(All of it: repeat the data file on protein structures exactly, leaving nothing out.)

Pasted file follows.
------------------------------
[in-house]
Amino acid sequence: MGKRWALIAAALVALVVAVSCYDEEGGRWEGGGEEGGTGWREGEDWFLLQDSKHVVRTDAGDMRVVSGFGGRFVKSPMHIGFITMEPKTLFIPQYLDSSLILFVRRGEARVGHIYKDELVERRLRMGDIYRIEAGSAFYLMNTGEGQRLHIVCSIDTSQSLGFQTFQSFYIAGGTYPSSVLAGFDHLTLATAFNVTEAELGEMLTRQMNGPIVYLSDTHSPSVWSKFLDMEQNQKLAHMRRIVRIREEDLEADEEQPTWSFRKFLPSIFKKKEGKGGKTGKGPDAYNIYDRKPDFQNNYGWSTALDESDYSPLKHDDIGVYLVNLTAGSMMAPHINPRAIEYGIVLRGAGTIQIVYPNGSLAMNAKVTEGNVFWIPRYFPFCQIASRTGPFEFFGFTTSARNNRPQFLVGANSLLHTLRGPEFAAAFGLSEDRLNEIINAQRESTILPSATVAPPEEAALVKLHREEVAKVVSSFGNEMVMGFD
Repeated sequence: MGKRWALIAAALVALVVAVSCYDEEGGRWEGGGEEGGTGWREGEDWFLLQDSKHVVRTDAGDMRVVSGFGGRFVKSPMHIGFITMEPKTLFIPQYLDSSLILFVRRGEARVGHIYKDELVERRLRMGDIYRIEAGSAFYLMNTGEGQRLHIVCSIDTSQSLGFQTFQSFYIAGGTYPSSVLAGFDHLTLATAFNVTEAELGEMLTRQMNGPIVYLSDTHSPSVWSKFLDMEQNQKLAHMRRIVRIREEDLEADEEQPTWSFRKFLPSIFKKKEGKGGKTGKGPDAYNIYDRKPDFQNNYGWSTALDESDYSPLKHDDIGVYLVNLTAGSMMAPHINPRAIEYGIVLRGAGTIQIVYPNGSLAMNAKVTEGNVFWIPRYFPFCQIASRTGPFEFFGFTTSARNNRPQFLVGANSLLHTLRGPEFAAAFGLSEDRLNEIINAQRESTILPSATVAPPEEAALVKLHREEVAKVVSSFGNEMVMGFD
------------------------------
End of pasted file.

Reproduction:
[in-house]
Amino acid sequence: MGKRWALIAAALVALVVAVSCYDEEGGRWEGGGEEGGTGWREGEDWFLLQDSKHVVRTDAGDMRVVSGFGGRFVKSPMHIGFITMEPKTLFIPQYLDSSLILFVRRGEARVGHIYKDELVERRLRMGDIYRIEAGSAFYLMNTGEGQRLHIVCSIDTSQSLGFQTFQSFYIAGGTYPSSVLAGFDHLTLATAFNVTEAELGEMLTRQMNGPIVYLSDTHSPSVWSKFLDMEQNQKLAHMRRIVRIREEDLEADEEQPTWSFRKFLPSIFKKKEGKGGKTGKGPDAYNIYDRKPDFQNNYGWSTALDESDYSPLKHDDIGVYLVNLTAGSMMAPHINPRAIEYGIVLRGAGTIQIVYPNGSLAMNAKVTEGNVFWIPRYFPFCQIASRTGPFEFFGFTTSARNNRPQFLVGANSLLHTLRGPEFAAAFGLSEDRLNEIINAQRESTILPSATVAPPEEAALVKLHREEVAKVVSSFGNEMVMGFD
Repeated sequence: MGKRWALIAAALVALVVAVSCYDEEGGRWEGGGEEGGTGWREGEDWFLLQDSKHVVRTDAGDMRVVSGFGGRFVKSPMHIGFITMEPKTLFIPQYLDSSLILFVRRGEARVGHIYKDELVERRLRMGDIYRIEAGSAFYLMNTGEGQRLHIVCSIDTSQSLGFQTFQSFYIAGGTYPSSVLAGFDHLTLATAFNVTEAELGEMLTRQMNGPIVYLSDTHSPSVWSKFLDMEQNQKLAHMRRIVRIREEDLEADEEQPTWSFRKFLPSIFKKKEGKGGKTGKGPDAYNIYDRKPDFQNNYGWSTALDESDYSPLKHDDIGVYLVNLTAGSMMAPHINPRAIEYGIVLRGAGTIQIVYPNGSLAMNAKVTEGNVFWIPRYFPFCQIASRTGPFEFFGFTTSARNNRPQFLVGANSLLHTLRGPEFAAAFGLSEDRLNEIINAQRESTILPSATVAPPEEAALVKLHREEVAKVVSSFGNEMVMGFD